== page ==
In Arlandria, however, some say the church is standing in the way of affordable housing — even though Saint Rita is a major community institution for working-class Latino immigrants in Arlandria, many of whom attend its twice-weekly Spanish mass. The area is sometimes called Chirilagua, after the Salvadoran town where many community members can trace their roots.

Atwell said that both the diocese and Saint Rita Catholic Church, which counts nearly 1,000 families among its parishioners, support adding affordable housing options to the area, including through mixed-use development next door.

He noted that many Catholics in Alexandria support programs that provide housing to at-risk individuals and direct financial assistance to underserved communities to pay for rent, utilities and other basic needs. That is why others in the Northern Virginia city are upset, or at least surprised, that the church is now asking courts to review the project.

With the new Amazon headquarters just a few miles away, change is already coming to Arlandria. About a mile away, the new Potomac Yard Metro station being built to accommodate the coming influx of new technology workers in the area officials have dubbed “National Landing.”

“Even before Amazon’s announcement, this is an area that has been in the crosshairs of strong economic pressures driving prices up,” said Alexandria Mayor Justin Wilson (D). “This is a site that was always going to redevelop.” (Amazon founder Jeff Bezos owns The Washington Post.)

The housing project was seen as a strong effort to ensure that local residents would not be priced out. The planned two-building complex, on the corner of West Glebe Road and Mount Vernon Avenue, would offer an unusually deep level of affordability. A quarter of units would be saved for renters making 40 percent or less of the area median income, while half would be for those making 60 percent or less.

About 95 percent of neighborhood residents earn less than 40 percent of the area median income, according to a 2019 survey conducted by Tenants and Workers United, a community activist group. Rising rents and redevelopment projects have slashed options for those residents: Between 2000 and 2017, Alexandria lost about 90 percent of its affordable housing stock.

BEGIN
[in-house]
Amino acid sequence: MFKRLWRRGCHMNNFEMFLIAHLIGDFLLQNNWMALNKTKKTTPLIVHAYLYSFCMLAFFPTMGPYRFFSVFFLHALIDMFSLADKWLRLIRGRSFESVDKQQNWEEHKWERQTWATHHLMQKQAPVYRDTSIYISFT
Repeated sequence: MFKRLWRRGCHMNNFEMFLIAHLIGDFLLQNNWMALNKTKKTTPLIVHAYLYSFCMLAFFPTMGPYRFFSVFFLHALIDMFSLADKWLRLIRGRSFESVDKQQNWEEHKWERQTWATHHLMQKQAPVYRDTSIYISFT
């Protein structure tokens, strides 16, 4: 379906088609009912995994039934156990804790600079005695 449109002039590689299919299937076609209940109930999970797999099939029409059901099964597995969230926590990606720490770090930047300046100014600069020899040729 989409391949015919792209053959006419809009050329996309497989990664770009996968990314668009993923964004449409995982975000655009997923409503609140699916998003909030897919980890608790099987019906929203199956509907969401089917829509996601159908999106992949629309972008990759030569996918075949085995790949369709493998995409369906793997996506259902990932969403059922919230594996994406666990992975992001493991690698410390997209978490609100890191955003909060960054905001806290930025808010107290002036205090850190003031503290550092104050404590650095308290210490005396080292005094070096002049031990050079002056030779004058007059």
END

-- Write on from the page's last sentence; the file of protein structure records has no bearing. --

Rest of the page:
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Before the project came to a vote by the city council, some residents affiliated with Saint Rita spoke in opposition to it. Many expressed worries that it might increase traffic, or that the two towers of the housing complex might cast a shadow on the Saint Rita school playground. Land-use concerns regarding the alley were largely avoided in the debate, and council members voted unanimously to approve the project.

Alongside the lawsuit, though, Atwell said the church “has also taken steps to ensure that the parties involved now have adequate time to discuss and resolve outstanding issues, so it can continue serving its parishioners and the local community.”

Ingris Moran, the lead organizer for Tenants and Workers United, said she was “shocked” to hear about the lawsuit. While Moran has typically stayed home on Sundays with a newborn baby, her husband attends mass almost every weekend at Saint Rita.

The project “really does have the intention of meeting the need of the current residents who are in this neighborhood,” she said. “Anything that is going to stop or delay this project is concerning.”